Another in a series about unsung figures of television.
This month is the 50th anniversary of both Star Trek and Mission: Impossible. One man links both. Not to mention The Adventures of Superman.
That man would be Robert H. Justman (1926-2008).
Justman was associate producer for the pilots of Star Trek (specifically, the second pilot, Where No Man Has Gone Before) and Mission: Impossible.
At the time, Desilu was a sleepy studio. Desi Arnaz and Lucille Ball were divorced in 1960. Desi was handled creative efforts. Lucy was the no-nonsense head of business affairs. After the divorce, Lucy bought out Desi.
Over time, Desi’s absence had an effect. As older Desilu shows ran their course, the studio wasn’t able to replace them. By the mid-1960s, Desilu mostly rented out its studios to other production companies.
In early 1966, however, Desilu was getting its mojo back. It pitched two expensive series (for their time), Star Trek and Mission: Impossible, to television networks. Both sold.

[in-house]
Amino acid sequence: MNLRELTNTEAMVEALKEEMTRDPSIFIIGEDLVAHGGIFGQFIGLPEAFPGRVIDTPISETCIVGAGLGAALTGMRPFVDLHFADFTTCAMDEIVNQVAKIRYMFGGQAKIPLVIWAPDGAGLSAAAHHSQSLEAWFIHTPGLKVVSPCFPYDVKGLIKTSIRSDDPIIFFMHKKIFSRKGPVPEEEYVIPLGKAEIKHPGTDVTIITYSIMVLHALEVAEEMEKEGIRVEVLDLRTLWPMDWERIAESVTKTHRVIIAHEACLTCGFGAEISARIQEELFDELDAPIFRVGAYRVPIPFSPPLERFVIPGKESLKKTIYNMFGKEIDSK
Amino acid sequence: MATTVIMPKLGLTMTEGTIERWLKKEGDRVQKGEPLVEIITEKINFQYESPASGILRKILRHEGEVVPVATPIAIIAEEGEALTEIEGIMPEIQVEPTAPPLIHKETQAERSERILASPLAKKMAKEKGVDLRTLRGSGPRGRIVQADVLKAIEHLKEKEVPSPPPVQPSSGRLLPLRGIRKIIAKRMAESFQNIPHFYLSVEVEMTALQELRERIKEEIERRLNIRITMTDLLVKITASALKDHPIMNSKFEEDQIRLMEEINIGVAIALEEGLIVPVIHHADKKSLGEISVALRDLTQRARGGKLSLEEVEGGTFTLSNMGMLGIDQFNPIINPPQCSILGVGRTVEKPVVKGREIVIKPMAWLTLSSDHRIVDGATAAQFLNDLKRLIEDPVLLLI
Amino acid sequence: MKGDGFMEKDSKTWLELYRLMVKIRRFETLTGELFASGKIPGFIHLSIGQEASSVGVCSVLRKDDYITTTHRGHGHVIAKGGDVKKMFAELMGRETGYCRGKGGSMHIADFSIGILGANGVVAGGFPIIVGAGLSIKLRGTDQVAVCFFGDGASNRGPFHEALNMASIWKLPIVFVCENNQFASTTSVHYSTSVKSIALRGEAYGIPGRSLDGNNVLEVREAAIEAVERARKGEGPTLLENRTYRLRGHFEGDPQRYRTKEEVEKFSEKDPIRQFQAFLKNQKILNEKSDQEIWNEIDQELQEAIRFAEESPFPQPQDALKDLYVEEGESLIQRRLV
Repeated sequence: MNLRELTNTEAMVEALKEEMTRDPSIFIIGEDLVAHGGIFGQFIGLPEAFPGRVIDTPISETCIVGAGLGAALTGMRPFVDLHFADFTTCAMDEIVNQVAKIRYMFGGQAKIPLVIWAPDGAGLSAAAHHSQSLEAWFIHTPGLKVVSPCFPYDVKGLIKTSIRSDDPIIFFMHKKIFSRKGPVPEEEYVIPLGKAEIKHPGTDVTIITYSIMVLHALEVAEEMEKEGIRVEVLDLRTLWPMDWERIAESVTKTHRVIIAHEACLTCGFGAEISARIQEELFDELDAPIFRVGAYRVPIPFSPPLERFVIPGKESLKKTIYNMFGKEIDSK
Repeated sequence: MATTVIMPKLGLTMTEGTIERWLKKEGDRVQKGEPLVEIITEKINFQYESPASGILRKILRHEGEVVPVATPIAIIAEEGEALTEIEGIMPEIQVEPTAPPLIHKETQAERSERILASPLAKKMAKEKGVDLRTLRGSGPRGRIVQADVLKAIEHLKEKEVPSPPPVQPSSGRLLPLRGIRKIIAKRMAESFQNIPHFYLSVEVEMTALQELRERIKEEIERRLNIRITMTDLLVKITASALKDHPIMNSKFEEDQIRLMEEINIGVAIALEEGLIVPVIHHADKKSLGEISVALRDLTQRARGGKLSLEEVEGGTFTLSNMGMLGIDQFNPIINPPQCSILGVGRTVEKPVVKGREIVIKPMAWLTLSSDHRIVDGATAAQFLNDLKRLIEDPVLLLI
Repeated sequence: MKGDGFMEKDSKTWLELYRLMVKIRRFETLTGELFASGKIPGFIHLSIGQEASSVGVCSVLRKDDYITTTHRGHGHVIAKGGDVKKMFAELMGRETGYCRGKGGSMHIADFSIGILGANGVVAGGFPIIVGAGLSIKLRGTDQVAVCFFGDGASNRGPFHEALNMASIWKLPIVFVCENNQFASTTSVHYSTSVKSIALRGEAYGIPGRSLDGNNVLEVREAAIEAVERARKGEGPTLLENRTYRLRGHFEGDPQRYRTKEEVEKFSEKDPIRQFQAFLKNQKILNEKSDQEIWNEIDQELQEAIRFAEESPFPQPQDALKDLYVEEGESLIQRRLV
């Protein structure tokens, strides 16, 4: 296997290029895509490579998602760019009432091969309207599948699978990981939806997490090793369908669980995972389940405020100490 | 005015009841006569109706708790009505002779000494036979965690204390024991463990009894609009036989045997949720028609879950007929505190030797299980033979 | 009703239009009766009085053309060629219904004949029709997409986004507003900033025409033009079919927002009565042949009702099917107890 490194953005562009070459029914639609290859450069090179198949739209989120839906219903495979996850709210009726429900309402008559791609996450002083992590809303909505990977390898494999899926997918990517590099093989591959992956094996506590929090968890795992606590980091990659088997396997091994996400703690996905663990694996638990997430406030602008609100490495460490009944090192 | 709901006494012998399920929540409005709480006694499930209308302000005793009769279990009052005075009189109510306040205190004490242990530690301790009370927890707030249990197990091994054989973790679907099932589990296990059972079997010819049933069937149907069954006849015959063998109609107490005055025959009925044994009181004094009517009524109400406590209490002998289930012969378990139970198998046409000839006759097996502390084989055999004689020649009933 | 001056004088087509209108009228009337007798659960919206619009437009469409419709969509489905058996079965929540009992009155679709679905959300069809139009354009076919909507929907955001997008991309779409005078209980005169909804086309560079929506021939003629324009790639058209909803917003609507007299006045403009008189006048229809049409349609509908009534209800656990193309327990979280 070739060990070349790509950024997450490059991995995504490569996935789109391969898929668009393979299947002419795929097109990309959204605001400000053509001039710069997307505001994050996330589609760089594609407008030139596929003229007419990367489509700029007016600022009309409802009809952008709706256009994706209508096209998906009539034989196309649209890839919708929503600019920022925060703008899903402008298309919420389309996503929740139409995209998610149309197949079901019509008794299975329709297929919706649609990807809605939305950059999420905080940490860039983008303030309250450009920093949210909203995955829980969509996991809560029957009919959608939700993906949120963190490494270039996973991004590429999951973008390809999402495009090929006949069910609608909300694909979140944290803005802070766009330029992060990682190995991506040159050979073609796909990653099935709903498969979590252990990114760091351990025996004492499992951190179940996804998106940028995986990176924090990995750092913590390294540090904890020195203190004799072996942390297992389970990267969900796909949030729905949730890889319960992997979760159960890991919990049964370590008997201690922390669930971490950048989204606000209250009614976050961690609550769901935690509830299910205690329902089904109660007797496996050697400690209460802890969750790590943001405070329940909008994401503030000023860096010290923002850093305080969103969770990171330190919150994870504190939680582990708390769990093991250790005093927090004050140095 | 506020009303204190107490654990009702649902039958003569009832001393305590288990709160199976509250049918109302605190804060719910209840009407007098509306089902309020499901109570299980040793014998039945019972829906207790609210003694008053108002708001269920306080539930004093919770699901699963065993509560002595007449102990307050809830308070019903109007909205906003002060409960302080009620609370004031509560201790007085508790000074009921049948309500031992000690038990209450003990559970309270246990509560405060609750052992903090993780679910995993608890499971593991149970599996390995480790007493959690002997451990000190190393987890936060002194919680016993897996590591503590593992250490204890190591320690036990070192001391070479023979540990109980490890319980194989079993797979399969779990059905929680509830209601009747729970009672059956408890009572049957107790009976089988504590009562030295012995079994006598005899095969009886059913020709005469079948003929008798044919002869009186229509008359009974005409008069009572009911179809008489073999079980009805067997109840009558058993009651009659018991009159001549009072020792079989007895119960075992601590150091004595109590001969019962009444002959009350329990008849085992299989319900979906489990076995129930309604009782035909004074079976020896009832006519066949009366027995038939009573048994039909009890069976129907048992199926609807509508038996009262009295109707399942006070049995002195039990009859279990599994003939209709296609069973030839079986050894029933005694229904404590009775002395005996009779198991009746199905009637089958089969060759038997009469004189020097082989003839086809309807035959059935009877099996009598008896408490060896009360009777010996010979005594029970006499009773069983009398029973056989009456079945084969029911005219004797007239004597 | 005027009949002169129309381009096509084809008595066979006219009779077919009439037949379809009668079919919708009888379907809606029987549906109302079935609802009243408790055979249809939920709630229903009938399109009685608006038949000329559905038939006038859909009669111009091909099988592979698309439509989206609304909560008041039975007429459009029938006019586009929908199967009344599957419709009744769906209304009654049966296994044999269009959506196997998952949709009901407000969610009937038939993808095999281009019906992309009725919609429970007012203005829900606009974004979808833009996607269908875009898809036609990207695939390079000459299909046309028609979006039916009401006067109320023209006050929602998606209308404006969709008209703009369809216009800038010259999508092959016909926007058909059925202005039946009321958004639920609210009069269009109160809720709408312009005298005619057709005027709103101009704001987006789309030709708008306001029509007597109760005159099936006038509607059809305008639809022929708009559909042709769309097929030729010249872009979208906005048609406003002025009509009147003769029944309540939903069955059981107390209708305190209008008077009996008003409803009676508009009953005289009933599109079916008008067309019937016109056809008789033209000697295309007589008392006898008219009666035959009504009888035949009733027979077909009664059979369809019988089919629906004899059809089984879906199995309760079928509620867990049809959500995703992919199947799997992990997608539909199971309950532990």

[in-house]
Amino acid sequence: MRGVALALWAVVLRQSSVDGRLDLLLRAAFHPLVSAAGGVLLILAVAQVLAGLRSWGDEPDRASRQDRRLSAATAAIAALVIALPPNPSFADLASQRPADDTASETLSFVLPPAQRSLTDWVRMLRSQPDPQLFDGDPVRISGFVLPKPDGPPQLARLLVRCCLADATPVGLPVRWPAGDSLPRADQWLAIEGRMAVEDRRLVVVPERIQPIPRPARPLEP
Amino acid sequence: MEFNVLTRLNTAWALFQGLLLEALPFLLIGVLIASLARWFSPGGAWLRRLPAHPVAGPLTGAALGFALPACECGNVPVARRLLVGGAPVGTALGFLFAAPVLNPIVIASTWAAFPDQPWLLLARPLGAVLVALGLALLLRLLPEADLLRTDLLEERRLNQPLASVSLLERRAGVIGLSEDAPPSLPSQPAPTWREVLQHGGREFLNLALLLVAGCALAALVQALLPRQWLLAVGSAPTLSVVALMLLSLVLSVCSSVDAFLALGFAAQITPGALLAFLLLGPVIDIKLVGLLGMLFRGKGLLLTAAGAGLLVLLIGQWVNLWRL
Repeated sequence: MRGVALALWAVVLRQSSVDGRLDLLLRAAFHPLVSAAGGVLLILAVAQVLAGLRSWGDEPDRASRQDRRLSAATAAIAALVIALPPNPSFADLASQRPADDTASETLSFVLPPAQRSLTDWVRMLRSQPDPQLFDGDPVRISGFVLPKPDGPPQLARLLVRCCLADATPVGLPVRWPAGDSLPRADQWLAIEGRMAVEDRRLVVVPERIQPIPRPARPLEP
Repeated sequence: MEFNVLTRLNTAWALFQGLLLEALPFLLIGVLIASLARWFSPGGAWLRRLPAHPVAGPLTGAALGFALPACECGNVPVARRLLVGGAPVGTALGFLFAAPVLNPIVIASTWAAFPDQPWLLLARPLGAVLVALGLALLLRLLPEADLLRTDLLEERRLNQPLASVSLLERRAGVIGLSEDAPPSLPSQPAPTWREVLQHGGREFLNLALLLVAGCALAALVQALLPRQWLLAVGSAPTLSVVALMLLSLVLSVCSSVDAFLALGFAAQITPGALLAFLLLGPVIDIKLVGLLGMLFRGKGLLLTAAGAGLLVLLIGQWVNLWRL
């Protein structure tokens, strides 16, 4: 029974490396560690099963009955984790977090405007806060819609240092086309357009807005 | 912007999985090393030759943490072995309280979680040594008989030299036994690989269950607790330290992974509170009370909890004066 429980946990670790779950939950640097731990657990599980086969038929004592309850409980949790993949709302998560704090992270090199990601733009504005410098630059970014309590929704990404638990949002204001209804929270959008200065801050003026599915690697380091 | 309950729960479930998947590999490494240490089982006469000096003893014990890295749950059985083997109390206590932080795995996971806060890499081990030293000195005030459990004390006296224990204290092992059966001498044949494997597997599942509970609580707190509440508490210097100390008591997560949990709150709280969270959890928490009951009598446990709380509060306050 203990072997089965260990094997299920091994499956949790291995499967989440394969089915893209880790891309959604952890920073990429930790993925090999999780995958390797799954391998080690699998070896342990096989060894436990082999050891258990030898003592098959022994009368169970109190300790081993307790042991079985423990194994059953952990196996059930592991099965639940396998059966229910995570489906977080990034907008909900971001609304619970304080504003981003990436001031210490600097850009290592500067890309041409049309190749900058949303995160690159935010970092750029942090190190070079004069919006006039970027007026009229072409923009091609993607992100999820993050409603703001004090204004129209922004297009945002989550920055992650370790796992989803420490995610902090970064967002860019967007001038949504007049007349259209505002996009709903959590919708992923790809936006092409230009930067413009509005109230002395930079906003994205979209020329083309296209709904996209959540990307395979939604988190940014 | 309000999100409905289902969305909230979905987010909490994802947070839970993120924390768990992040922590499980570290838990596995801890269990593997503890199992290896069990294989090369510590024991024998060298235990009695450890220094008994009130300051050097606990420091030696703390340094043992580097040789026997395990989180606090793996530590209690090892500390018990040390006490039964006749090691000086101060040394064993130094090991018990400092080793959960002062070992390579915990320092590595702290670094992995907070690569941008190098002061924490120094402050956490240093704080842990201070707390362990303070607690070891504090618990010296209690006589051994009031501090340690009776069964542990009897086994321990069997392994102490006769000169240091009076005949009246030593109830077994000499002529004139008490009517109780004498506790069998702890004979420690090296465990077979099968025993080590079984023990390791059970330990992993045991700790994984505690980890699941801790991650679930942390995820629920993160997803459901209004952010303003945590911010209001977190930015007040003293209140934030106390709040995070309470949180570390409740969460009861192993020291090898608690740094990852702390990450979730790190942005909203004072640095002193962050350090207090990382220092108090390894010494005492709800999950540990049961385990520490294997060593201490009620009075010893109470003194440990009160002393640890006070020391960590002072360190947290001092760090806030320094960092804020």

Robert Justman suddenly was in demand. Both Star Trek creator Gene Roddenberry and Mission: Impossible creator Bruce Geller wanted Justman to work on their series. Roddenberry won out.
Earlier in his career, Justman worked on a show featuring another major character. He had been an assistant director on The Adventures of Superman, the 1950s series with George Reeves as Superman. He held the same post with The Outer Limits in the early 1960s.
Today, Justman is known mostly for Star Trek. Roddenberry made him part of his team when Star Trek: The Next Generation debuted in 1987.
Still, over a long career, Justman worked in a variety of genres, including a Philip Marlowe series and a TV version of The Thin Man. He was producer of Search, a spy-like series on NBC during the 1972-73 season.
Filed under: The Other Spies | Tagged: Bruce Geller, Desilu, Gene Roddenberry, Mission: Impossible, Robert H. Justman, Search, Star Trek, The Adventures of Superman, unsung figures of television | Leave a comment »